Accordingly, Justices Brown and Rowe would have held that the claims against Nevsun for breaches of customary international law could not succeed, and should be struck.
A second dissenting opinion was authored by Justice Côté. She agreed with Justices Brown and Rowe that the claims for breaches of customary international law should be struck, and emphasized that “the extension of customary international law to corporations represents a significant departure in this area of the law”. 2
The decision is notable for the degree of uncertainty that it creates, particularly (although not exclusively) for Canadian corporations that operate outside of Canada. It opens the door to claims based on alleged breaches of customary international law, but it provides virtually no guidance as to which principles of customary international law may be privately actionable. The only limit articulated is that breaches of norms that are of a “strictly interstate character” will not give rise to a cause of action. Beyond that, the reach of the Court’s ruling remains unclear.
For example, while Nevsun deals with human rights abuses such as torture and slavery, it does not address whether a claim for damages might arise from any alleged breaches of customary international law related to environmental protection or the rights of indigenous persons. This raises the prospect of such international law obligations – the precise content and scope of which are typically highly uncertain – being layered on top of any domestic law governing the activities in question. And it suggests that Canadian courts could find themselves in the unaccustomed position of pronouncing upon the content of customary international law in the context of a civil lawsuit.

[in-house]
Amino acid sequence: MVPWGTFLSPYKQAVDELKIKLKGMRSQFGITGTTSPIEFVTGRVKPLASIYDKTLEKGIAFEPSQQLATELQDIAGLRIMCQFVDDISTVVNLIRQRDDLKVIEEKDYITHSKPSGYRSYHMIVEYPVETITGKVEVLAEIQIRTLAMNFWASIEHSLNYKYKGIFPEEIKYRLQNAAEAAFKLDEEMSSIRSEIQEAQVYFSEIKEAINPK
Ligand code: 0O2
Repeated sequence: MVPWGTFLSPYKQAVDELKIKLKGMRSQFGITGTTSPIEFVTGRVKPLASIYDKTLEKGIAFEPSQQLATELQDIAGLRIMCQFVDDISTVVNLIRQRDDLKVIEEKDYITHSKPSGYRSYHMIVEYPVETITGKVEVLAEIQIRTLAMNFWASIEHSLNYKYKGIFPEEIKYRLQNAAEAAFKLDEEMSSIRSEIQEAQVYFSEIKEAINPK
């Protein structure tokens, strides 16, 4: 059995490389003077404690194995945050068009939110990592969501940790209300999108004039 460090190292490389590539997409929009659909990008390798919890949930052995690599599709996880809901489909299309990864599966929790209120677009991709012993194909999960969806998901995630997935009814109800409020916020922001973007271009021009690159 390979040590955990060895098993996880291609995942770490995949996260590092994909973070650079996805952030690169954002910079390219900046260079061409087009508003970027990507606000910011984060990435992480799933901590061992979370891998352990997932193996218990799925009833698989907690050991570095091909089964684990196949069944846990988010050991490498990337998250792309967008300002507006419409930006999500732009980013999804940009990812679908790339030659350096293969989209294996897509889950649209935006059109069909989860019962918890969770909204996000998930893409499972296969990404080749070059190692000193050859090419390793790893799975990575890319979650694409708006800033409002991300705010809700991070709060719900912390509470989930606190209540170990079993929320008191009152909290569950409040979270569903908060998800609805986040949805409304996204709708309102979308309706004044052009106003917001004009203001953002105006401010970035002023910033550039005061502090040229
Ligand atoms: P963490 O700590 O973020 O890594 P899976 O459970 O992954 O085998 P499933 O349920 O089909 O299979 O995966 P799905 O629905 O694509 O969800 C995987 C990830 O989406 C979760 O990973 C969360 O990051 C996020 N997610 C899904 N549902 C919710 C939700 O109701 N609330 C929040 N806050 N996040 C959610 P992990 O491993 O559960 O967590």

As a result of this decision, Canada stands alone among the major jurisdictions in allowing such claims to be brought. This may well make Canada a particularly attractive jurisdiction for plaintiffs seeking redress for perceived violations of environmental, social or indigenous rights, with the risk being highest for corporations with operations outside of Canada.
And since the Supreme Court’s decision effectively means that such claims cannot be struck at a preliminary stage on a pleadings motion, defendants face the prospect of having to mount a defence on the merits, an expensive and time-consuming proposition.
1 Nevsun also advanced an argument based upon an obscure principle known as the “act of state doctrine”, which it said precluded the Canadian courts from hearing the case, because to do so would necessarily require the courts to determine the lawfulness of the actions committed by representatives of the State of Eritrea. This argument was soundly rejected by both levels of court in British Columbia and by seven of the nine judges on the Supreme Court.
2 Côté J. also would have struck the claims on the basis of the act of state doctrine